NDP Leader Jagmeet Singh is full of praise for the Liberal government with which he inked a supply and confidence agreement last month that could see the Grits in office until June 2025.
“We have seen some goodwill,” he told “It’s Political,” the Star’s new politics podcast. “They’ve been providing a lot of examples of good faith in working through this agreement.”
It’s quite a change in tone from Singh, who spent the last election campaign saying Prime Minister Justin Trudeau couldn’t be trusted to keep his promises, was “bad for Canada” and an “abject failure.” Even this week, Singh was posting on Instagram claiming the Liberals have “rigged the system” to work for their “very rich” “well-connected friends.” He suggested inflation was driven by “Big Oil” raising its profits and sticking regular folks with the bill and laid the blame at the Liberals’ feet.
It’s a delicate dance Singh is trying to do. On the one hand, he credits the Grits with keeping their word.
“We’ve got a lot of ways to make sure the Liberals follow through and so far they have been,” he told me.
Regular meetings between House leaders and party whips, and briefings with the government — offering insight, for example, into the budget before it was tabled — have the NDP feeling like it knows the government’s goals and understands its road map. A committee charged with overseeing the health of the NDP-Liberal agreement has already met, and will continue to meet each month. And, so far, Singh suggests, things are going swimmingly.
But on the other hand, Singh doesn’t shy away from criticizing the Grits, and letting New Democrats know he’d do things differently were he in charge. NDP MPs continue to denounce government actions. Northern Ontario MP Charlie Angus has been particularly biting, accusing the Liberals of “burning the future of the planet” and singling out Environment Minister Steven Guilbeault for what Angus calls his unserious effort to reduce greenhouse gas emissions.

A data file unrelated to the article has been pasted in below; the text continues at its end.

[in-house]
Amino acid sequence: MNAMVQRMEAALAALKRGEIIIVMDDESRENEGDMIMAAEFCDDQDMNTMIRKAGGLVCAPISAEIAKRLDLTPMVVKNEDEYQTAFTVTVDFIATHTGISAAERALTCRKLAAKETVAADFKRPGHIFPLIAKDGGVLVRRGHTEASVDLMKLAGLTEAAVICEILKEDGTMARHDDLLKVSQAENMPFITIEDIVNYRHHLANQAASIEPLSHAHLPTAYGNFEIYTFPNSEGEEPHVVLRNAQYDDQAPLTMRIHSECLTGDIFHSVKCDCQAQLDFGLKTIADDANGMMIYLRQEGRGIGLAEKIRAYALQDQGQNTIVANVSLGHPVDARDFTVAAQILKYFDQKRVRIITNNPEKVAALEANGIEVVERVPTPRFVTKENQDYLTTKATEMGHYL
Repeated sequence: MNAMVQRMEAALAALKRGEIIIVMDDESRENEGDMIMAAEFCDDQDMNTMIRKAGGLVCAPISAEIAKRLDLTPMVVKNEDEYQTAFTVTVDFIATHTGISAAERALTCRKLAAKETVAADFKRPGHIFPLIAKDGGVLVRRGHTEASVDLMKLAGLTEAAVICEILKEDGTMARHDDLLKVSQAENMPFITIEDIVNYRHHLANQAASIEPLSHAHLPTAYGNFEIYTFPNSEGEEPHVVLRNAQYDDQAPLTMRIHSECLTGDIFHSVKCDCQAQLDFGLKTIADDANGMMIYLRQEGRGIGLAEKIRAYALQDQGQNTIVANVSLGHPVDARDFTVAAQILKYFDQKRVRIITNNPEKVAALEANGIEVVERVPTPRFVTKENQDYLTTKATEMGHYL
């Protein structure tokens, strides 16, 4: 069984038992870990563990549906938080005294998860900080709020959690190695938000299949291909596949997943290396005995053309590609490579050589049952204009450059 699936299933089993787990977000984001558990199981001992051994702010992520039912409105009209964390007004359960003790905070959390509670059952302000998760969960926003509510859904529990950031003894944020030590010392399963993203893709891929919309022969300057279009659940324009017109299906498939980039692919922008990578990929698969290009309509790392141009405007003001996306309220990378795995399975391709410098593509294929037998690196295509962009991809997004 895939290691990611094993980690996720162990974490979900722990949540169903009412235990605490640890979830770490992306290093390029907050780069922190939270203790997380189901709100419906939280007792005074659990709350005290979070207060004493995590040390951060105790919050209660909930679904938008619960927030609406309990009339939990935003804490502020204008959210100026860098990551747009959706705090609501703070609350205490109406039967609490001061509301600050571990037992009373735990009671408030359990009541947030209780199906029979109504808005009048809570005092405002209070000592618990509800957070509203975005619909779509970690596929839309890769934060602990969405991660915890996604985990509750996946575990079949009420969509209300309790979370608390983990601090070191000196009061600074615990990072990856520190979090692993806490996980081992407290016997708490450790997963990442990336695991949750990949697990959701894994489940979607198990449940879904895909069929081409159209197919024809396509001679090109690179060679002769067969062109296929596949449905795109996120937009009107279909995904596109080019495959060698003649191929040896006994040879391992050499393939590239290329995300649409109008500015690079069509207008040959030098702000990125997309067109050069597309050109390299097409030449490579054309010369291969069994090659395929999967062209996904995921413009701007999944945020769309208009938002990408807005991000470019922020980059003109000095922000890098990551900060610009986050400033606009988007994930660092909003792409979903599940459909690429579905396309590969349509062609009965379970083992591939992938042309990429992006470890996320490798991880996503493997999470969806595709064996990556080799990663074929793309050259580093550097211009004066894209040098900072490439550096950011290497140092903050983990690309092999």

Yet, when given a chance to prioritize climate change, Singh chose dental care instead. The flagship feature of the Liberal-NDP deal is a new national dental-care program for families earning less than $90,000 a year. That commitment is specific — a plan to provide dental care to children under 12 by year’s end, to those under 18, seniors and people with disabilities by 2023, and to everyone else by 2025.
There are environmental pledges in the agreement, such as “moving forward with ‘Just Transition’ legislation,” but few significant commitments. That’s led the Green Party to declare the NDP-Liberal deal “not good enough.”
One pledge — to develop “a plan to phaseout public financing of the fossil fuel sector, including from Crown corporations, including early moves in 2022”— appears already broken. But Singh goes out of his way to say it is not.
“Our ask is to end all of (the fossil fuel subsidies), and specifically in the deal is to end one of them. They are fulfilling that by ending one fossil fuel subsidy,” he said.
Singh refers to the Liberals’ 2022 budget pledge to eliminate flow-through shares for oil, gas and coal activities. Flow-through shares allow companies to transfer the tax benefits of qualifying exploration and development expenses to investors.
But while the Liberals moved to eliminate one subsidy to the industry, they also introduced a big new one in the budget — a $6-billion tax credit to reduce large capital costs involved in construction of carbon capture, utilization and storage (CCUS) projects for heavy emitters, a measure that could spur more oil and gas development.
Singh calls that tax break a fossil-fuel subsidy and said it’s “definitely not the spirit” of the agreement.
But he’s not ready to pull the plug on the deal. Like a marriage, he said, he’s looking for ways the parties can stay together, not for reasons to walk away.
He has good reasons. His chief of staff, Jennifer Howard, says the strategy in entering this deal is based on feedback from focus groups that felt the NDP’s proposals were too lofty and unlikely to be realized.
Singh is understandably focused on showing they’re doable.
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